Everyone agrees there’s a gap between the information a woman needs before getting an abortion and the information she gets, but all sides don’t agree what that information should be, when it should be presented, where the gap is or how to fill it. My mother was a devoted Catholic who lived the juxtaposition of her belief in the right to life and the right to live life as one sees fit. Her decisions best illustrate how one side of the information gap is, well, just a position.
In 1970, my mother was 32 years old. She survived an extended radical mastectomy to rid her of breast cancer. Common through the 1970s, this draconian approach to breast cancer was followed up with radiation treatments. (She died of liver cancer in 1999.) In 1971, two years before abortion would become legal in the United States, her periods stopped. Treatment was initiated under the assumption the cancer had spread. A teenaged hospital volunteer suggested to my mother she might be pregnant. The teenager was right.
My mother’s physicians encouraged her to terminate the pregnancy even though it didn’t put her life at risk. Because of the radiation treatments, they were sure she’d miscarry or give birth to a child with severe problems. Before pro-choice became a common term in the American vernacular, my mother chose to carry the child to term. Her child was born healthy the following year and is now a well-respected teacher.
Six years later, in 1978, I was 16. Unlike her peers, my mother began telling me how my body worked at age eight. Like her peers, she forbade premarital sex and opposed abortion. She reluctantly advised condoms if I “acted against God.” When a condom failed, her adherence to Catholic doctrine and opposition to abortion screeched to a halt.
Seven days after telling her I was pregnant, she directed me to my seat in the abortion clinic. Her speed was suspicious. How did a financially strapped Catholic mother know the cost of an abortion, where to get one and have the money to pay for it; all in a timely manner? Legal abortion was only five years old, but the information network among women of all political and religious stripes was well-established and older than any law.
My mother’s hypocrisy aside, my issue is that the decision to terminate my pregnancy was made for me, not by me. (Anyone who thinks I should’ve defied her wasn’t raised in a strict Catholic home or has forgotten what it was like.) I don’t regret the procedure and wasn’t scarred by it. I was scared of having a child so young and had already been told by the young man who got me pregnant that I was on my own. Whether or not my mother exploited my fear by confirming it is relative, but not irrelevant. She used my fear to play fast and loose with my reproductive rights. This game is still being played today, which brings me to the “Woman’s Right to Know” act.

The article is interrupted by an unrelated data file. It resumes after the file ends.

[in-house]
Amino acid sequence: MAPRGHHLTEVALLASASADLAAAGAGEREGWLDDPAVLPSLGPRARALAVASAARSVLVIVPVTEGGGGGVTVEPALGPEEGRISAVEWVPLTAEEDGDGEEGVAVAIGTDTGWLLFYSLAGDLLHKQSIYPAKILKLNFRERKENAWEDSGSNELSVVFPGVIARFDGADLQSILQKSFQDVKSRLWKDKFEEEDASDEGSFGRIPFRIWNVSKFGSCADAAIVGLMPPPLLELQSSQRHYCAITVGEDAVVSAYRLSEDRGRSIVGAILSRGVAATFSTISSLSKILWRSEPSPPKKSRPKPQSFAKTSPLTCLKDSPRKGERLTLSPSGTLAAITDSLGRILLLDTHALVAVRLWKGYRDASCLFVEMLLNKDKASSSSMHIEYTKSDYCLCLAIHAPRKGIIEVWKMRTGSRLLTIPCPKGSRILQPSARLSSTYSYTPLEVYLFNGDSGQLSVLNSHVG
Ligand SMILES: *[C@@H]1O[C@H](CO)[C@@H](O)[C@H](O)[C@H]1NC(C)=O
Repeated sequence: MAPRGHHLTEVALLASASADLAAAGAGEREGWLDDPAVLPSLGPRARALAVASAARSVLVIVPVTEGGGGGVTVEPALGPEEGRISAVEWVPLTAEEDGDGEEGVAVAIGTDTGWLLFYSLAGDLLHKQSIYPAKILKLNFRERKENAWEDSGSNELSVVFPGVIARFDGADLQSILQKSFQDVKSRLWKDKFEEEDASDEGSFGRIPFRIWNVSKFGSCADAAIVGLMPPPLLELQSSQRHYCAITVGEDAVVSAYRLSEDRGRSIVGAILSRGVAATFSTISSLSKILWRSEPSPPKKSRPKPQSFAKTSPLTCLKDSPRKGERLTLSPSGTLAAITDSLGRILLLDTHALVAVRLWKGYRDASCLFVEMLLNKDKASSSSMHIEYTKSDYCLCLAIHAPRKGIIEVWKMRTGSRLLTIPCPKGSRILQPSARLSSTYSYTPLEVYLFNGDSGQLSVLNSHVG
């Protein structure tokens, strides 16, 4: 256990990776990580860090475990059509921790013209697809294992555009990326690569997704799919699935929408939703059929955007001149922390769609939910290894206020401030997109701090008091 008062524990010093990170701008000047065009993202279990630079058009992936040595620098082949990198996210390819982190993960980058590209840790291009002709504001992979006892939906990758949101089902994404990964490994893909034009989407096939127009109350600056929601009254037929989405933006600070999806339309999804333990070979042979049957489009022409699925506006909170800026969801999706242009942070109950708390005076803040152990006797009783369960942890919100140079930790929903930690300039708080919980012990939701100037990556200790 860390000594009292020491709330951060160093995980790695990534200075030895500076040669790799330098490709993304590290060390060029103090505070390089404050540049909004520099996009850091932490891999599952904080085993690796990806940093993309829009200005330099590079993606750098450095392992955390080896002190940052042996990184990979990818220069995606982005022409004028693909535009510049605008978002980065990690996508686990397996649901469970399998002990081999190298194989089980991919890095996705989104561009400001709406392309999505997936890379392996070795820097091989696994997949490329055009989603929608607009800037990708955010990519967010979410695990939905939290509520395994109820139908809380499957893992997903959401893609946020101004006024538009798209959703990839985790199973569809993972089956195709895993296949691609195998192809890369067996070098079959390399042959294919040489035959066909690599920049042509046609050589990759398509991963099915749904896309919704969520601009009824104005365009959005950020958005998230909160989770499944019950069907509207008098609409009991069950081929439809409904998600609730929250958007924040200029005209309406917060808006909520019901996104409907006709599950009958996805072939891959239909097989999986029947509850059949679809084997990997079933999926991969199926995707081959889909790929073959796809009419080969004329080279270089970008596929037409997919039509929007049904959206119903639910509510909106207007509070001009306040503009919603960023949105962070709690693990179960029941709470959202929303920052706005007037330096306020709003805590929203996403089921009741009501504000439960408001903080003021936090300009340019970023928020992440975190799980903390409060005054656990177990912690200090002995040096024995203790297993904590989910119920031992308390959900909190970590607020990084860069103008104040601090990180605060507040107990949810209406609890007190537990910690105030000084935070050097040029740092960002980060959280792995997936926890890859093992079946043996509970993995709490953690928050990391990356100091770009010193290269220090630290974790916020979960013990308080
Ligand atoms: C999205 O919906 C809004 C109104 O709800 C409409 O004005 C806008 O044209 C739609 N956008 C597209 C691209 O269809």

The act’s requirements go above and beyond the law of informed consent. These are not just a couple of pretty words. By law, informed consent provides the patient with the nature of the procedure; alternatives (and risks, benefits, and uncertainties of each alternative); an assessment of understanding; and the right to proceed or refuse the procedure. Its criteria is drawn from the 1947 Nuremberg Code; it is the internationally recognized standard; and it applies to every medical procedure and treatment plan.
The “Woman’s Right to Know” act varies from state to state. It does not apply to any treatment plan and applies to only one procedure: abortion. Depending on the state, the patient has no right to opt out of requirements such as waiting 24 hours or more before having an abortion; having to view a sonogram while the physician describes the image in detail; having to hear a heartbeat; and being told things that aren’t scientifically proven. An uninsured patient must pay for these additional requirements even if she chooses not to have an abortion.
While advocates of the “Woman’s Right to Know” act might have a problem with what my mother did, they’re cut from the same cloth. At least the overbearing control freak in my life was my mom. These people are not my mother. I was not, as the right to know advocates would have asserted, without information in the clinic that day. My mother had long before provided me with reproductive education and the clinic staff met every criterion of informed consent. I saw a sonogram, but I wasn’t made to see it. And the only thing I heard after that was my mother telling me how my discomfort with her decision was not as important as her discomfort with my decision to have sex in the first place.
She was not an exception. A widespread, unwritten rule was at play. There were girls I knew sitting with me in the clinic, all from religious backgrounds and most of them with their mothers – on just that one day. This was standard practice among the maternal self-righteous, and it wasn’t just back then. In 2008, 65 percent of women between the ages of 15-44 who had an abortion identified themselves as Protestant or Catholic. The majority of women having abortions come from groups of people who publicly oppose it and have insisted their opposition into legislation. This vicious cycle of hypocrisy is best explained by my grandmother having once said, “That dog doesn’t just chase his tail; he bites down.”
Some of the girls in the clinic with me might’ve had babies if they’d been allowed to make their own decision. But their mothers, while preaching the opposite to everyone else, wouldn’t hear of it. The shame of an unwed mother in the family far outweighed the religious implications of an abortion. Abortion became the new “send her away.”